The difference in the financial performance between the first quarter 2004 and the first quarter 2003 is primarily due to the stronger Canadian dollar relative to the U.S. dollar on our realized commodity prices and U.S. dollar denominated debt translation. As mentioned in Husky Energy's Annual Report, the decline in the U.S. dollar compared with other major currencies is less favorable to the Company because oil and gas prices are largely denominated in U.S. dollars. On a quarter to quarter comparison, the Canadian dollar strengthened to, on average, U.S. $0.759 from U.S. $0.663, an increase of 14 percent. Regarding the U.S. dollar denominated debt translation, the first quarter of 2004 included a net loss of $9 million or $0.02 per share, compared with a net gain of $92 million or $0.22 per share in the first quarter of 2003.
"Husky's results in the first quarter of 2004 showed the impact of a stronger Canadian dollar compared with the first quarter of 2003. This impact offset the increase in the WTI benchmark oil price and compounded the effect of a lower NYMEX natural gas price," said John C.S. Lau, President & Chief Executive Officer of Husky Energy.
Total production in the first quarter of 2004 averaged 324,400 barrels of oil equivalent (boe) per day, a four percent increase compared with 312,100 boe per day in the first quarter of 2003. Total crude oil and natural gas liquids production was 212,100 barrels (bbls) per day, compared with 213,500 bbls per day in the first quarter of 2003. Natural gas production was 674 million cubic feet (mmcf) per day, a 14 percent increase from 591 mmcf per day in the same period last year.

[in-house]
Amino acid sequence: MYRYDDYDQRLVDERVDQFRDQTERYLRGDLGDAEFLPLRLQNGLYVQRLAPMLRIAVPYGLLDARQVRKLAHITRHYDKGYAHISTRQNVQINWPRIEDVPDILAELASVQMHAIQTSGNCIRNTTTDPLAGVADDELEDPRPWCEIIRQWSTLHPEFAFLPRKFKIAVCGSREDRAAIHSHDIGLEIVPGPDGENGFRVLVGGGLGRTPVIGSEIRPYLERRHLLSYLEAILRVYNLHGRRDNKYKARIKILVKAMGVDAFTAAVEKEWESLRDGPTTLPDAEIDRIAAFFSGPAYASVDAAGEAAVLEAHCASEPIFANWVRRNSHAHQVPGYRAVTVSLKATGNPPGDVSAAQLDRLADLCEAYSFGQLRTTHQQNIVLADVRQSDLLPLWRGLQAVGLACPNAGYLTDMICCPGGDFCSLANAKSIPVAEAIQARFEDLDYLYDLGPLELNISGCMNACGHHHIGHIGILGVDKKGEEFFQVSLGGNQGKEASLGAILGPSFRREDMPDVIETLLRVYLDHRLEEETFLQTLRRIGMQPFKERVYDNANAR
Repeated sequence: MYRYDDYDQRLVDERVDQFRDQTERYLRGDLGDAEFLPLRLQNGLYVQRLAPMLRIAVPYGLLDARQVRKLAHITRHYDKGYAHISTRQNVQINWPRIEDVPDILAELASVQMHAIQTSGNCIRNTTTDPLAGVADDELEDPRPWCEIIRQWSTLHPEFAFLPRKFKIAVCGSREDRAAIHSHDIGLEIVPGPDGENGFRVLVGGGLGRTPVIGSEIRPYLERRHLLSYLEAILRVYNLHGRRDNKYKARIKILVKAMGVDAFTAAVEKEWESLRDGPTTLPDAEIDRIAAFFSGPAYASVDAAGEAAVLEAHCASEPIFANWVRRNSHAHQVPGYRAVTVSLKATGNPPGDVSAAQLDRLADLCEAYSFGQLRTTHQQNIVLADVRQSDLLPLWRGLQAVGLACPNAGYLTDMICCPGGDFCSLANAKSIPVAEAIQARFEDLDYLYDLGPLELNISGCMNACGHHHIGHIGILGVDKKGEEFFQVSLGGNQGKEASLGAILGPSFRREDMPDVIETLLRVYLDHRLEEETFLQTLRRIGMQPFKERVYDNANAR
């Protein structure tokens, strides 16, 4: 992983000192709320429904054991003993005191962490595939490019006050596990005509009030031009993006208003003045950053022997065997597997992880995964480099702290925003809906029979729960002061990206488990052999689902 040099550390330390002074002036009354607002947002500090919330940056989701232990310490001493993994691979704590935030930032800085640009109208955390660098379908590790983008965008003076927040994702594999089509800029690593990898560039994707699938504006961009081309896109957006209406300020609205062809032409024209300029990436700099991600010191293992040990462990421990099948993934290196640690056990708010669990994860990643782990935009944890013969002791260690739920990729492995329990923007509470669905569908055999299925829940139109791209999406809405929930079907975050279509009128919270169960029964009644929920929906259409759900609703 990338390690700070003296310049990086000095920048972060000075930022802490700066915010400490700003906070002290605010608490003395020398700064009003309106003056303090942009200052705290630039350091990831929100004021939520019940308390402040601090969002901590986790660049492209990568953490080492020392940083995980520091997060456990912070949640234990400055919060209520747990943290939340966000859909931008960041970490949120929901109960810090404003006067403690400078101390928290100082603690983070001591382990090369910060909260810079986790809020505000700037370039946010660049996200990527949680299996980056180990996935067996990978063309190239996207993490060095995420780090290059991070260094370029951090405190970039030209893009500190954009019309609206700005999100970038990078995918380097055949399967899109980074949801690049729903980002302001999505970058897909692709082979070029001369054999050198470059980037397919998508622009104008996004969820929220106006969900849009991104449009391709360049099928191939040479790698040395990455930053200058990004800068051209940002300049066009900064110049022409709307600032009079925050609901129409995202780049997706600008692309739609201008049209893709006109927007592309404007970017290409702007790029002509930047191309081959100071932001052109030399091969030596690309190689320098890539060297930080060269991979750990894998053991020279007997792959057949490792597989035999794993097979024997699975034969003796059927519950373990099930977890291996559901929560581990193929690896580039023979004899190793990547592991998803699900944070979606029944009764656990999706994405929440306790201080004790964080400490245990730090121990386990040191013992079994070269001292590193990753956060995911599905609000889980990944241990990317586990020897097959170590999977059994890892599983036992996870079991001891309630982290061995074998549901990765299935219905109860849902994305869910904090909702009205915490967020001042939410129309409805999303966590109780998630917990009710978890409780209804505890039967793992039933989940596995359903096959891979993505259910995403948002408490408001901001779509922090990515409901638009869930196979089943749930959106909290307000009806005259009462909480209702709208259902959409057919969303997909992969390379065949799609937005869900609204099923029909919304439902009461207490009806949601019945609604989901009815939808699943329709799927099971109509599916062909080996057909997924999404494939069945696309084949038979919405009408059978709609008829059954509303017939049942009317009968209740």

Husky's capital expenditures in the first quarter of 2004 were $582 million, compared with $500 million in the first quarter of 2003. Husky's planned capital expenditures for 2004 remain at $2.1 billion, including $585 million for the East Coast projects.
The Company continued to make good progress on its major projects during this quarter. The White Rose offshore project has reached another milestone. The SeaRose FPSO, the project's floating production, storage and offloading vessel, arrived in Marystown, Newfoundland and Labrador after a 55-day voyage from South Korea. "With the arrival of the SeaRose FPSO, we now look forward to the final phase of construction leading to first oil production in late 2005 or early 2006," Mr. Lau said.
In the oil sands, the Company has applied for provincial government approval for the 30,000 bbls per day Tucker project and submitted public disclosure documents for the 200,000 bbls per day Sunrise project to the Alberta Energy and Utilities Board.
Internationally, the first of three new development wells at the Wenchang oil field in the South China Sea was brought on stream in March.
During the first quarter of 2004, Husky announced that it is proceeding with the engineering and design work for the construction of a 130 million litre per year ethanol production facility at Lloydminster, Saskatchewan. The Company is also proceeding with plans to upgrade the Prince George, B.C. light oil refinery to meet low sulphur fuel specifications and expand production. Both projects are expected to be on stream in 2005.
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